According to Bloomberg, the increase of wind and solar farms is actually beginning to give headaches to traditional power suppliers as production is higher than demand. This forces operators to shut down coal or gas plants, eventhough these systems are not designed to be easily turned on and off at a whim.
Periods with negative prices occur when there is more supply than demand, typically during a mid-day sun burst or early morning wind gust when demand is already low. A negative price is essentially a market signal telling utilities to shut down certain power plants. It doesn’t result in anyone getting a refund on bills -- or in electric meters running backward.
Above, new report released by the United Nations Environment Programme (UNEP) citing positive progress on the transition to renewable energy but noting that the advances are uneven across sectors. Read more here.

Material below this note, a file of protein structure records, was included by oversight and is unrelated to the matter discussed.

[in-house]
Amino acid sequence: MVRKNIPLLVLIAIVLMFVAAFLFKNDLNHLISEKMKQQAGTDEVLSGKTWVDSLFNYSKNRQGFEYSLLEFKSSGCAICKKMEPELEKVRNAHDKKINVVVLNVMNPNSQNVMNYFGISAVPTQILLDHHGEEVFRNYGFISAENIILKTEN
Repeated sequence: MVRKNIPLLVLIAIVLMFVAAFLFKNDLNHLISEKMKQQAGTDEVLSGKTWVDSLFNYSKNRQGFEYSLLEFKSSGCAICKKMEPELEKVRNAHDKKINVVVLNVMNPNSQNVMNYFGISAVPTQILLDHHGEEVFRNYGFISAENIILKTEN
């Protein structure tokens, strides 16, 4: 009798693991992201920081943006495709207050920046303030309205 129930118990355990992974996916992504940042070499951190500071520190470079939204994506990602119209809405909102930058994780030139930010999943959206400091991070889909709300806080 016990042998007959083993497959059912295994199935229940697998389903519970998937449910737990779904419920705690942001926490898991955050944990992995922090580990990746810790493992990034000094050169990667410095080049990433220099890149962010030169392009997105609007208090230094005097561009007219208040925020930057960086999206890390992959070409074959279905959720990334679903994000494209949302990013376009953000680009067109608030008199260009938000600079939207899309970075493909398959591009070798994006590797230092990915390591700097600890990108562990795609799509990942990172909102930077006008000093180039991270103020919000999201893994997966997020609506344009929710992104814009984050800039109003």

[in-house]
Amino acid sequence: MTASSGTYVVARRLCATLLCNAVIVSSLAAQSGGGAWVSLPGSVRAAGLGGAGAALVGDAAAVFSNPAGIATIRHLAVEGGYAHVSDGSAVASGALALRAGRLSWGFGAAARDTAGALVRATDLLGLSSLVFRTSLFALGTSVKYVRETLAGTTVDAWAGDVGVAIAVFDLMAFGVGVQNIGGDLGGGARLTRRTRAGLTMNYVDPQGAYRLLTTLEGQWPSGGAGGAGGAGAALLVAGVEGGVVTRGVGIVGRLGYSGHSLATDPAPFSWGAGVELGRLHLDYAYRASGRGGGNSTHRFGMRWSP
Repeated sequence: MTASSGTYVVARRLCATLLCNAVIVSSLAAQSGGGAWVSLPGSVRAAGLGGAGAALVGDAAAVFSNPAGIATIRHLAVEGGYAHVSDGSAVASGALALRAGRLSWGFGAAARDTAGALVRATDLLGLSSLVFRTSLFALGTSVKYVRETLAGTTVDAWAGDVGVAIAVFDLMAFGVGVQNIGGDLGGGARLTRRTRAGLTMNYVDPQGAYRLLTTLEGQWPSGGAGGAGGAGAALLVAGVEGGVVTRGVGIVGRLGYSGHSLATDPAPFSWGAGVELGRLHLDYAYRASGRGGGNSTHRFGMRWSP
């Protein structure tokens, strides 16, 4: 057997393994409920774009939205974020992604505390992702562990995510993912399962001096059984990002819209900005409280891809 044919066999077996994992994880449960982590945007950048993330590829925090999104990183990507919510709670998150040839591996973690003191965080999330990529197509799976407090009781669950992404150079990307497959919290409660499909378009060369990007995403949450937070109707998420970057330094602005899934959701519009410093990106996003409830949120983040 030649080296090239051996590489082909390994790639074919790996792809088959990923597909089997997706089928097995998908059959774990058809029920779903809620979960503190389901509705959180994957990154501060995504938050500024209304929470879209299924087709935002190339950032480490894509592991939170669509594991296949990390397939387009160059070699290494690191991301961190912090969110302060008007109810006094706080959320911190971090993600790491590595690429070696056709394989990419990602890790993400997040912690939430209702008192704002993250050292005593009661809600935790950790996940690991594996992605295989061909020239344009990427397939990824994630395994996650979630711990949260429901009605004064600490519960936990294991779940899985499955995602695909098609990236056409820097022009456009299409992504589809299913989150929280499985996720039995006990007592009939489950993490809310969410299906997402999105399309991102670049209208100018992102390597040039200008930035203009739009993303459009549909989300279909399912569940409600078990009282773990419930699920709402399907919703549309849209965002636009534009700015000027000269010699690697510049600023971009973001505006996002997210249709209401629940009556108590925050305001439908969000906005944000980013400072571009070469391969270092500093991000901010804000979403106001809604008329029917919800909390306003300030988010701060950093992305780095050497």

|"Ta’u is not a postcard from the future, it’s a snapshot of what is possible right now."|
|“Oil companies have known that burning fossil fuels impacts the climate.”|
|"If you get used to it, it becomes normal."|
|“Improve on the ability of plants to suck carbon dioxide out of the atmosphere.”|
|Miniature Eco-Friendly Low-Energy Home|
|“The prospects and future of AI.”|
|“The robot age is nothing to be worried about.”|
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|CaptchaTweet: Write Tweets in Captcha Form|
|The (Very Scary) People of Public Transit|
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|“Long live the instant gratification economy—and the increasingly sophisticated technology that’s enabling it.”|
|Why, Typewriters Are Alive and Well, Thank you|
|“Rejuvenation is Finally an Industry.”|
|“Most have no idea who these companies are and how they got their data on them.”|
|“Authoritarianism depends upon people getting used to hearing the things that they want to hear.”|